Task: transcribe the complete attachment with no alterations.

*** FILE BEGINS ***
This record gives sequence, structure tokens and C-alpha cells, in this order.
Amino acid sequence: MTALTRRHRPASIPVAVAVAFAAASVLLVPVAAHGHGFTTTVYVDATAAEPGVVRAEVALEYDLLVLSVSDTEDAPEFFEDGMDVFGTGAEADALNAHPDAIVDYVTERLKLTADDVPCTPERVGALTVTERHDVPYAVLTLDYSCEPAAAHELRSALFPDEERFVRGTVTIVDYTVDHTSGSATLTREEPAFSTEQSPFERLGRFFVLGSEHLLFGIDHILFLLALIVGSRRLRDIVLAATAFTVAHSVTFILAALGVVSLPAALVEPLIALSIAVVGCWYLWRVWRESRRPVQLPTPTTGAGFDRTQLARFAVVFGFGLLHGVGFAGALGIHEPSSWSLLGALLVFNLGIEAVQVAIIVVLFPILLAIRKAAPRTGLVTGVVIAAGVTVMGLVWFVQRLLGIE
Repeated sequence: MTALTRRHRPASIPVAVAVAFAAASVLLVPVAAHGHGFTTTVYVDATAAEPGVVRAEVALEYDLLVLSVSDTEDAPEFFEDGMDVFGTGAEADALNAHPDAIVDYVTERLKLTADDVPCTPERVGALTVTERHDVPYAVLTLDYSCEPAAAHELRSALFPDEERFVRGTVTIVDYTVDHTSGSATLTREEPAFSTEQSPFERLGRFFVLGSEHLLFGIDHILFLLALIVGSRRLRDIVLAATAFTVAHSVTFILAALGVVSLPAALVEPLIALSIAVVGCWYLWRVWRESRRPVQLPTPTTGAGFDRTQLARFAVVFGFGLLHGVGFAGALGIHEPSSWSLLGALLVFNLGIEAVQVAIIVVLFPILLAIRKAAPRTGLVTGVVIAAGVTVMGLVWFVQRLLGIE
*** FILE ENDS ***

This record gives sequence, structure tokens and C-alpha cells, in this order.
Amino acid sequence: MTALTRRHRPASIPVAVAVAFAAASVLLVPVAAHGHGFTTTVYVDATAAEPGVVRAEVALEYDLLVLSVSDTEDAPEFFEDGMDVFGTGAEADALNAHPDAIVDYVTERLKLTADDVPCTPERVGALTVTERHDVPYAVLTLDYSCEPAAAHELRSALFPDEERFVRGTVTIVDYTVDHTSGSATLTREEPAFSTEQSPFERLGRFFVLGSEHLLFGIDHILFLLALIVGSRRLRDIVLAATAFTVAHSVTFILAALGVVSLPAALVEPLIALSIAVVGCWYLWRVWRESRRPVQLPTPTTGAGFDRTQLARFAVVFGFGLLHGVGFAGALGIHEPSSWSLLGALLVFNLGIEAVQVAIIVVLFPILLAIRKAAPRTGLVTGVVIAAGVTVMGLVWFVQRLLGIE
Repeated sequence: MTALTRRHRPASIPVAVAVAFAAASVLLVPVAAHGHGFTTTVYVDATAAEPGVVRAEVALEYDLLVLSVSDTEDAPEFFEDGMDVFGTGAEADALNAHPDAIVDYVTERLKLTADDVPCTPERVGALTVTERHDVPYAVLTLDYSCEPAAAHELRSALFPDEERFVRGTVTIVDYTVDHTSGSATLTREEPAFSTEQSPFERLGRFFVLGSEHLLFGIDHILFLLALIVGSRRLRDIVLAATAFTVAHSVTFILAALGVVSLPAALVEPLIALSIAVVGCWYLWRVWRESRRPVQLPTPTTGAGFDRTQLARFAVVFGFGLLHGVGFAGALGIHEPSSWSLLGALLVFNLGIEAVQVAIIVVLFPILLAIRKAAPRTGLVTGVVIAAGVTVMGLVWFVQRLLGIE